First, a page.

I was interested to read the article on Sir Malcolm Campbell, and a booklet to mark the 75th anniversary of Raynes Park Lodge No. 4377, Province of Surrey, refers to one of our members, Parry Thomas, who held the land speed record at one time.
Parry Thomas was initiated in January 1925 and died on 3 March 1927 while attempting to break the land speed record at Pendine Sands near Carmarthen, where he had previously raised the record from 150mph to 171mph.
However, Sir Malcolm Campbell replied with a speed of 175mph, and in attempting to regain the record, Parry Thomas, suffering from influenza, had a fatal accident towards the end of the measured mile. It is thought a rear wheel collapsed.
He was laid to rest at Byfleet, Surrey, close to Brooklands, where he had lived. His car, known as "Babs" after a friend's daughter, was buried in the sand dunes at Pendine. It was dug up in 1969 and restored, and is housed in the Industrial Maritime Museum at Cardiff.
Trevor Jones (Treasurer), Leonard Hunt (Secretary),
Raynes Park Lodge No. 4377
The King and the Quaker girl
Following the well-researched and excellent articles about the Masonic sons of George III (MQ, Issue No. 13), here is a short version of events that may or may not be true.
Before becoming Prince of Wales, George III met a Quaker girl, Hanna Lightfoot, daughter of a shoemaker. When her father died she went to live with her uncle at his shop at St James's Market (now Regent Street).
When George's mother heard of the affair, dreading a scandal, she arranged for the uncle to institute a marriage between Hannah and Isaac Axford, also a Quaker, and son of a Ludgate Circus grocer.
The marriage took place in 1753 at Curzon Street, Mayfair, but George was determined not to lose the girl, so he arranged for a carriage to await her whilst her uncle and family and the Axfords were busying themselves after the ceremony.
Hannah left by the back door and got into the carriage, which took her to a country house prepared by George, complete with servants. She remained his mistress and bore him three children.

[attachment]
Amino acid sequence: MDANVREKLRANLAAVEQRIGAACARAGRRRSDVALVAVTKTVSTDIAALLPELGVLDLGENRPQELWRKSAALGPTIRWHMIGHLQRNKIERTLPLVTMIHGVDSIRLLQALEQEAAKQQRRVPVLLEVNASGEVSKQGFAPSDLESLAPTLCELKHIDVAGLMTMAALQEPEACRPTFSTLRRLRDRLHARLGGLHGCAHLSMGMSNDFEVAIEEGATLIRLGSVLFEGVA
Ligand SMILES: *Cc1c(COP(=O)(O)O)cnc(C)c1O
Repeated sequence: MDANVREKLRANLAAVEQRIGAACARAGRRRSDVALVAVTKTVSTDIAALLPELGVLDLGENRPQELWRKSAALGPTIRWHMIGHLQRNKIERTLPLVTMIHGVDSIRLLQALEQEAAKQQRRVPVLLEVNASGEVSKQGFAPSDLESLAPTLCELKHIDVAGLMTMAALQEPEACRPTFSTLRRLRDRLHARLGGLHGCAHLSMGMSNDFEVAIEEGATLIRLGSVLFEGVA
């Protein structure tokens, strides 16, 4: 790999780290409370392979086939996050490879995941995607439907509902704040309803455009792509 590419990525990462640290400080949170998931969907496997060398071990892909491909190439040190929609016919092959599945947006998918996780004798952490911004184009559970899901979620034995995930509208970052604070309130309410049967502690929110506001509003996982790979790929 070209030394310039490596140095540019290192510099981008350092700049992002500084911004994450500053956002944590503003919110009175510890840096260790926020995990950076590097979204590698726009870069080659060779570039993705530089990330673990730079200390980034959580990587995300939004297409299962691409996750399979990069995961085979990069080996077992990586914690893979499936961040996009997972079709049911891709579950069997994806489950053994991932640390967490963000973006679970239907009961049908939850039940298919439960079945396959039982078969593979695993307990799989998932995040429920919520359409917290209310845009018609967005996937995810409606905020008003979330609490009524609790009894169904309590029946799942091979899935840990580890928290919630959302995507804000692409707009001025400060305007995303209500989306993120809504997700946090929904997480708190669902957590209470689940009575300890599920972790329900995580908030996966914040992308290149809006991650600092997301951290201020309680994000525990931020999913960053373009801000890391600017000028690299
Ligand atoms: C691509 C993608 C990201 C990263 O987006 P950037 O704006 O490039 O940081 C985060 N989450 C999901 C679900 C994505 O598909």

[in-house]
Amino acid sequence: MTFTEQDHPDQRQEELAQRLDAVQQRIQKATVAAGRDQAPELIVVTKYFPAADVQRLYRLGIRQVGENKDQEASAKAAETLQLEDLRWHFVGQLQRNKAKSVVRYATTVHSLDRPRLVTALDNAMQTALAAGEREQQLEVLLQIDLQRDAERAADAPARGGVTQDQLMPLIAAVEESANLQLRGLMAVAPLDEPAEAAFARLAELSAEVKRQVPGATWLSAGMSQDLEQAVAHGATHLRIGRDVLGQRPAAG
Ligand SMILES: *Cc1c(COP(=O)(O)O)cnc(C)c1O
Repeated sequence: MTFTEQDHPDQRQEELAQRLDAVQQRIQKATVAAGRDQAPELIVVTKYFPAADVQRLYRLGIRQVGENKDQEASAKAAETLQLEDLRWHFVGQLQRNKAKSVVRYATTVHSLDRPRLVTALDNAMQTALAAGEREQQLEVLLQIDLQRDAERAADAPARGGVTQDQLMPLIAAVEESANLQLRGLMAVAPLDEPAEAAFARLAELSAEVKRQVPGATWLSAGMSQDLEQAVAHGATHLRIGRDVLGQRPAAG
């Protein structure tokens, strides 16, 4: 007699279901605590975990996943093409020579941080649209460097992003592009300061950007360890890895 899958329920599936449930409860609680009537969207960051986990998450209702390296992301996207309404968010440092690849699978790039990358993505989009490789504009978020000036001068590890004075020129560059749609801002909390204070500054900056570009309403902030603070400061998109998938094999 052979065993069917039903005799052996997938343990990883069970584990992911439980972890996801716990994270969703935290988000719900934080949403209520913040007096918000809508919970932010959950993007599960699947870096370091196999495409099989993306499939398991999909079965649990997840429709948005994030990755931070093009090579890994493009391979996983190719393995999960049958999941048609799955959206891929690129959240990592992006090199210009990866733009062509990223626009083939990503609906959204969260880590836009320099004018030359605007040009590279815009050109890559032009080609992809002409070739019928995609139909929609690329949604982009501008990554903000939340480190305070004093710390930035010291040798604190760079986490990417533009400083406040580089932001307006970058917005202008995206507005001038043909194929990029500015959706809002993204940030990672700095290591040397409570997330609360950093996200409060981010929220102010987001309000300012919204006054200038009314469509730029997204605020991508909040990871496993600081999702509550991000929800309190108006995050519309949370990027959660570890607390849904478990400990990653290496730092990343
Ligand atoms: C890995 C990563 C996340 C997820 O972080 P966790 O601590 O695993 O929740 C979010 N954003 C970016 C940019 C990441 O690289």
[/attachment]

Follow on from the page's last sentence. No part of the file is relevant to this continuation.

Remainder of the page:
It is alleged that, in 1759, they married, but it was prevented from becoming public knowledge. There is no record of when or where Hannah died.
George later married the German princess Charlotte of Mecklenburg-Strelitz, mother of the six Masonic sons. There are documents relating to this story at the National Archives which may or may not be true.
I believe that about eight generations ago Isaac Axford and I shared common ancestors, Jonathan Axford and Grace Baker, who married in 1633.
Red and yellow cards
Further to the article on FA Cup Final Referees (MQ, No. 12) and the two letters in Issue 13, I know both referees mentioned - Derek Nippard and John Hunting - but lost touch with both of them.
Regarding Sir Stanley Rous and Ken Aston, I shared many a table with them and ran the line for Ken Aston on the first European Nations Cup Final in Paris in 1961.
However, I must put the record straight regarding red and yellow cards. Sir Stanley did not instigate the card system, he thought out the referee's diagonal system of control which is still operative today.
The red and yellow card system came into being during the 1996 World Cup finals as a result of the Argentine captain Rattin being sent off by the German referee, Rudolf Kreitline.
At the referees' conference the following morning, Kreitline informed the meeting that he had cautioned Rattin prior to sending him off. But nobody in the stadium knew this, so it was decided to bring in the card system so that the message could be conveyed to the media, the public and all concerned. I was at that meeting.